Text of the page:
Feb. 28, 2011 -- There's a lot of evidence to suggest that the teen brain is hardwired for hazard. Studies have found that the areas of the brain involved in social interaction and emotion mature at an earlier point than those that regulate behavior. One 2007 Iowa State University analysis surveyed more than 10,000 adolescents about what went into their decisions, including choices about their behavior.
The answer? Not much. Most seem to rely little on premeditation or planning.
Experts say that the best chance parents and caregivers have of steering their kids safely through the teen years is remaining vigilant about looking for the signs and symptoms of problematic behavior, talking to their children when they suspect trouble and getting help at the earliest opportunity. Here, a guide to the risk factors and steps parents can take to combat risky teen behaviors.
Drugs and Alcohol
At Risk: A sharp uptick in drug and alcohol use occurs as teens enter middle school (sixth or seventh grade) and again when they enter high school (ninth grade). "This is when they encounter an unsettling new environment, and with that comes vulnerability and exposure to drugging and drinking," said Sean Clarkin, director of strategy at The Partnership at Drugfree.org. A family history of drug abuse, a traumatic incidence such as a death in the family or divorce and other mental disorders increase susceptibility.
Red Flags: Red eyes, slurred speech and the smell of pot or alcohol are obvious warning signs, but Clarkin urged parents to keep an eye out for less obvious signs, such as overall changes in behavior patterns. "Teen drug users can be moody, petulant and resistant to discipline, so sometimes it's hard to tell those in trouble from an ordinary teenager, but if a kid is down for a sustained period of time," said Clarkin, "if they have been a reasonably good student or athlete and this begins to slip, or they begin to hang out with a totally different group of friends, parents should be prepared to have a tough conversation."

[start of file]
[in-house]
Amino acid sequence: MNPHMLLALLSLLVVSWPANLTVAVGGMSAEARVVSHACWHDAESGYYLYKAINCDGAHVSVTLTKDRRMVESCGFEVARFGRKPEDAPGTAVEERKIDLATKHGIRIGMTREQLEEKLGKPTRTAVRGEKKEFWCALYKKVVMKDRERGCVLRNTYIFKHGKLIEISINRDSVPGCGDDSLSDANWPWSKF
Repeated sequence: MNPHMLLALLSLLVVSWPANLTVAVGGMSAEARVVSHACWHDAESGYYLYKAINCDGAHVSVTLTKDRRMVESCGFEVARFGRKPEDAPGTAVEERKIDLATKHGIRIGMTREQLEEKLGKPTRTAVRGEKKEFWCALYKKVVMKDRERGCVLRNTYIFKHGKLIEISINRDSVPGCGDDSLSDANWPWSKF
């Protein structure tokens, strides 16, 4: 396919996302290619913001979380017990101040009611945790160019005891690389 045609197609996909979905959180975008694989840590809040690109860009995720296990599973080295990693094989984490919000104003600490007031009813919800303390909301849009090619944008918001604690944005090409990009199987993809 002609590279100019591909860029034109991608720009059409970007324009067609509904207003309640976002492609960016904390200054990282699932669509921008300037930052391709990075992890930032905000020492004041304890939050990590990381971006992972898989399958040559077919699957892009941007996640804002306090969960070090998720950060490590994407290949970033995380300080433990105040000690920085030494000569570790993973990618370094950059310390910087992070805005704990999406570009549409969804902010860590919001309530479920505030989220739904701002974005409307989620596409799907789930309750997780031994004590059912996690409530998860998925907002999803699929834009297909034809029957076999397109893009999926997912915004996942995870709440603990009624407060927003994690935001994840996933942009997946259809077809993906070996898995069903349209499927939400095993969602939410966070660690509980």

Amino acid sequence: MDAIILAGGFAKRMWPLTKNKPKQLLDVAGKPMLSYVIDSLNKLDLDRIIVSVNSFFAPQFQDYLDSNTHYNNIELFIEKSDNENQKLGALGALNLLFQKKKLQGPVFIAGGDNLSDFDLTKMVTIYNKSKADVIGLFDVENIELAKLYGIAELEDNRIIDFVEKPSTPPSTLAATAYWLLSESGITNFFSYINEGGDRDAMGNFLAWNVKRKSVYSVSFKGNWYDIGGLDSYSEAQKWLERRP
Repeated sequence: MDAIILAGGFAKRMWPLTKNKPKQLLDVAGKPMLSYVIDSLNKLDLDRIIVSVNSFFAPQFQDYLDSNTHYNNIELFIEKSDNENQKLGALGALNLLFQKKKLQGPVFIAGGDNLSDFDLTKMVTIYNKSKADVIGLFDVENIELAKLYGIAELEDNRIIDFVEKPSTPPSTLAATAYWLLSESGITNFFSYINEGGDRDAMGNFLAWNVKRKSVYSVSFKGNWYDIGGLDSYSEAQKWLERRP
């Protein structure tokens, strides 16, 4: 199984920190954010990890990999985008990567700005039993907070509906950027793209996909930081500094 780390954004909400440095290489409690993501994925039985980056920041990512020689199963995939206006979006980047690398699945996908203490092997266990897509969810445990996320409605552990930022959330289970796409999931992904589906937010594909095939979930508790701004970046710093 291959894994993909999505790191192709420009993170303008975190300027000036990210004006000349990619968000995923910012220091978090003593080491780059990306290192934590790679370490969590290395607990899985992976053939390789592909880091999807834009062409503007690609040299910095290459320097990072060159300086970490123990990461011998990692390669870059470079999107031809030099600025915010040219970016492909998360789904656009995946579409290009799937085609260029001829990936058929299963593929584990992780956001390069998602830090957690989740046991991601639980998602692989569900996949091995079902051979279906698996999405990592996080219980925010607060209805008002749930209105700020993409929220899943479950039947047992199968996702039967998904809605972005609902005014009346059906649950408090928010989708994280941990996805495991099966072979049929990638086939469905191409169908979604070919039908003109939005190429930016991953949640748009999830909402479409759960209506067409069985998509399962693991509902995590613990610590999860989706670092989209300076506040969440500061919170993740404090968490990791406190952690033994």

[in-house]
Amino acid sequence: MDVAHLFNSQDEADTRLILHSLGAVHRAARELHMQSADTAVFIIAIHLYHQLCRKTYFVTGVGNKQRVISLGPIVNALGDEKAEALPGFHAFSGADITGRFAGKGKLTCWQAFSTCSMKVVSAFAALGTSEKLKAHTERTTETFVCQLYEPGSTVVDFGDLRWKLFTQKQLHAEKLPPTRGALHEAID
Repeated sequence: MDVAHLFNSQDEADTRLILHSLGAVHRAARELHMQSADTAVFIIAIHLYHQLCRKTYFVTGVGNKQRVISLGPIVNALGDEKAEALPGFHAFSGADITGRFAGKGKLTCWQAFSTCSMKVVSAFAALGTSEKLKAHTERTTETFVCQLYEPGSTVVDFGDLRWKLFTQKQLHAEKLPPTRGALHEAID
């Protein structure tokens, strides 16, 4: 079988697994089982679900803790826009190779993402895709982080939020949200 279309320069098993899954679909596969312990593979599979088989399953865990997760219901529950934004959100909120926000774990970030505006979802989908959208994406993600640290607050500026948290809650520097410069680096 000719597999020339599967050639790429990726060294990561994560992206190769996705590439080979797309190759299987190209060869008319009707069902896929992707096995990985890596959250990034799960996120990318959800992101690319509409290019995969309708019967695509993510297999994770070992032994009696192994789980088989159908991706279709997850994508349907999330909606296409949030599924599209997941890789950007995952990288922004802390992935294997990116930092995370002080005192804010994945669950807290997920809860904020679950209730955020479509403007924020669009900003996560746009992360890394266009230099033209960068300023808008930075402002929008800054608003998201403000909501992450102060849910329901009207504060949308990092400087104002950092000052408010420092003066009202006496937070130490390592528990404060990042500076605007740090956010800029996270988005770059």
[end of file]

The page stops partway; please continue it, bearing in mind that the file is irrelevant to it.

Take Action: "So many parents say they thought something was wrong and wished they had trusted their instincts." Clarkin said. "When you see there is a problem, you need to act immediately." Having someone outside the family intervene, such as a close family friend, clergy or therapist can be a good first step.
Many kids experiment with drugs, but from a parental standpoint, delaying this phase as long as possible is a wise tactic. Studies find that many long-term addiction problems begin at 15 or younger. Most experts don't recommend snooping except as a last resort -- it's a sure way to break the fragile bonds of trust that may still exist. Instead, begin having a dialog about anything and everything from an early age so the lines of communication are open when it counts.
"Parental monitoring sounds jargony, but you need to stay on top of what your kids are doing, who their friends are and who the kid's parents are so you can connect with them," Clarkin said.
At Risk: Dr. David Shaffer, chief of the department of pediatric psychiatry at New York Presbyterian Hospital, said that teenage girls make more suicide attempts but boys are four to five times more likely to succeed in their attempts. Older teens are also at greater risk than those entering the teen years.
"Adolescents with underlying mental issues such as depression, anxiety or drug abuse are at the highest risk," Shaffer warned.
Red flags: Parents should look for signs of depression, anxiety, irritability and withdrawal that seem to go beyond the usual teenage angst. "Depression in particular is very untreated in adolescents. This is a problem because many don't understand it or know how to articulate it, and because of this parents miss it or don't take it seriously," Shaffer said.
Symptoms of depression can include extreme self-criticism, statements of hopelessness, loss of energy and interest, and neglected hygiene. Changes in sleep and eating patterns are common.The child may also complain frequently of physical ailments, such as a stomachache or make other excuses to get out of going to school and to avoid social interactions. Impulsive, risk-taking behavior, such as drinking and drug taking, are major warning signs, especially for boys. More than two-thirds of suicidal boys are classified as alcohol abusers."
Suicidal boys will often make their attempt spontaneously -- for example, immediately after getting into trouble at school, after someone they know has attempted suicide or even after hearing about a suicide in the media. Perfectionists who can't seem to shut off worry may attempt suicide just before a big, stressful event. Surprisingly, kids in treatment sometimes attempt suicide just as they seem to be making improvements. Shaffer speculated that is when they finally have the energy and the will to carry out their plans.